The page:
This entry was posted on August 9, 2021 at 3:14 pm and is filed under All News, Charles News, County, Fire & Rescue, Law Enforcement, More News, z 600X120 Top Ad Bottom, z Police Ad Top. You can follow any responses to this entry through the RSS 2.0 feed.
It was three days after a bicyclist died in a late-night crash with a Honda Accord on Charleston’s Ashley River Bridge.
Mayor John Tecklenburg and other city officials gathered on July 19 for a virtual meeting of the city’s Traffic and Transportation Committee to discuss a yearslong project that would have saved that bicyclist’s life.
“That’s the reason we’re doing this, to have safe passage back and forth between the peninsula and West Ashley,” Tecklenburg said. “Hopefully, when this bridge is completed, an incident like that just wouldn’t happen again.”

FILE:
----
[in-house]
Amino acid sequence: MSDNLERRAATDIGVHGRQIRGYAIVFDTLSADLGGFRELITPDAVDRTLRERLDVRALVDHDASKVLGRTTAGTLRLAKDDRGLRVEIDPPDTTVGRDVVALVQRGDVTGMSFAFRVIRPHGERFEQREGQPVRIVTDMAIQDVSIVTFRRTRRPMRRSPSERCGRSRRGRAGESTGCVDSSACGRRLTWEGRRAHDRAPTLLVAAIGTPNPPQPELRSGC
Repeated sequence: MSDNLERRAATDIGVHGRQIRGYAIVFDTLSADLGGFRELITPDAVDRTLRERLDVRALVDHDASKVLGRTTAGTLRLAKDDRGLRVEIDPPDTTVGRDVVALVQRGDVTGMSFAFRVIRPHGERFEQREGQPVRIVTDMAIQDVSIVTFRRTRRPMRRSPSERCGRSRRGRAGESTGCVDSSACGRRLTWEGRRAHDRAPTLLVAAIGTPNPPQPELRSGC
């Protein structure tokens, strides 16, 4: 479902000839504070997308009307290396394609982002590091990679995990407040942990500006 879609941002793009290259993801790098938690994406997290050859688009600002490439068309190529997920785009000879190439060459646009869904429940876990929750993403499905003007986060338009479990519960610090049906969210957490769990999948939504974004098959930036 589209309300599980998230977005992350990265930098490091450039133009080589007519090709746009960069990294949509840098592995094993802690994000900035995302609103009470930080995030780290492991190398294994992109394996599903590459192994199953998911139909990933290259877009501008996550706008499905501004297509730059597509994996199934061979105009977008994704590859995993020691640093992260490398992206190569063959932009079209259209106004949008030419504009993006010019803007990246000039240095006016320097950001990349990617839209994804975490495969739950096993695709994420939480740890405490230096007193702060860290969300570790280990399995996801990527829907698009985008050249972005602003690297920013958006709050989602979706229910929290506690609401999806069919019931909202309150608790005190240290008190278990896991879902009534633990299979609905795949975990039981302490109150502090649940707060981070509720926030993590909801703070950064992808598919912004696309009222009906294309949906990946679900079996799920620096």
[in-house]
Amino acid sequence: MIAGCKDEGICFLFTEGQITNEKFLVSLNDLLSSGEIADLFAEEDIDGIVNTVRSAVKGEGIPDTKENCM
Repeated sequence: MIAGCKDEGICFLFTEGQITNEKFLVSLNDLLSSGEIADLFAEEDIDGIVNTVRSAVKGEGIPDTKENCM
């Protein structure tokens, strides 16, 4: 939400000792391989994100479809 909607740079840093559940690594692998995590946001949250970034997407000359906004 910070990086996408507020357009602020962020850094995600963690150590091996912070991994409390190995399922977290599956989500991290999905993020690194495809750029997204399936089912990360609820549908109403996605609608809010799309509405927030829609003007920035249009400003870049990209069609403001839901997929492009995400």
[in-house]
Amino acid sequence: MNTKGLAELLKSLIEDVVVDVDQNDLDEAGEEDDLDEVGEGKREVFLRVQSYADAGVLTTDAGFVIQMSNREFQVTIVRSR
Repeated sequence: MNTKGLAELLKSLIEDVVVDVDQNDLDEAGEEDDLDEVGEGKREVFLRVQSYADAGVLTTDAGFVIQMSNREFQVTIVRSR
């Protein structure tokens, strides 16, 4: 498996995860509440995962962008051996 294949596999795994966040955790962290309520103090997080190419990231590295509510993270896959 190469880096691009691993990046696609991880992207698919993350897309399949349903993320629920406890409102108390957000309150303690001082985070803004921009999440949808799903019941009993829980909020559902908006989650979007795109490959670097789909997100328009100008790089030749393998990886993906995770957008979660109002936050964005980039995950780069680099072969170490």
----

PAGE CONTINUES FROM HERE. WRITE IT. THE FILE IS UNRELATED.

Chad Johnson, a 23-year-old from Texas was riding across the bridge around 11:50 p.m. July 16 when the crash claimed his life. He died at the scene and police continue to investigate the circumstances surrounding his death.
Two drawbridges cross the Ashley River where Johnson died. They provide critical connections from downtown Charleston to the bustling suburbs of West Ashley. Each day, thousands of cars and trucks rumble their way across the U.S. Highway 17 spans.
But critics and transportation advocates have long argued the bridges were never designed with pedestrians and bicyclists in mind. A slim sidewalk, barely raised from the roadway and unguarded by any rail, fence or other barrier is all that separates them from injury and death.